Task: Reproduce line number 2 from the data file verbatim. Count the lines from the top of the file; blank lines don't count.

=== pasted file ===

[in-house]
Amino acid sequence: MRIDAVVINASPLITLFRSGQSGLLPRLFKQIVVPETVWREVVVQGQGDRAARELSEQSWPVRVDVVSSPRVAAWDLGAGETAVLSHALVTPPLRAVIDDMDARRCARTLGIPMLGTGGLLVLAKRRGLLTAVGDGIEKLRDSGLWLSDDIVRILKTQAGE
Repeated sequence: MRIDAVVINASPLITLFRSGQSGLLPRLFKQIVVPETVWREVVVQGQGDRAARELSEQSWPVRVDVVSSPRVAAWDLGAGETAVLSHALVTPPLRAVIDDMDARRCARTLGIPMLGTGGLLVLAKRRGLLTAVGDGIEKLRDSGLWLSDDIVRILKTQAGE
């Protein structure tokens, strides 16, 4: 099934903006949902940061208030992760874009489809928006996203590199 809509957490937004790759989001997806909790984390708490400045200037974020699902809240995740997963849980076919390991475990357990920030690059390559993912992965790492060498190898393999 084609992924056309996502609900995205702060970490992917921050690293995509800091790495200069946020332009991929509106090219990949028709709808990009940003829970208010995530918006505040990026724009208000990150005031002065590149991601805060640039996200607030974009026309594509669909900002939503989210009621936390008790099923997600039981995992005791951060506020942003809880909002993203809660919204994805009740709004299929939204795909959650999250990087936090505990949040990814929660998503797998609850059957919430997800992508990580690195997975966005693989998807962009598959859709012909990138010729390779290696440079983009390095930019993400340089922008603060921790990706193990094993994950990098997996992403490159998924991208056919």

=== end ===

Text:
Amino acid sequence: MRIDAVVINASPLITLFRSGQSGLLPRLFKQIVVPETVWREVVVQGQGDRAARELSEQSWPVRVDVVSSPRVAAWDLGAGETAVLSHALVTPPLRAVIDDMDARRCARTLGIPMLGTGGLLVLAKRRGLLTAVGDGIEKLRDSGLWLSDDIVRILKTQAGE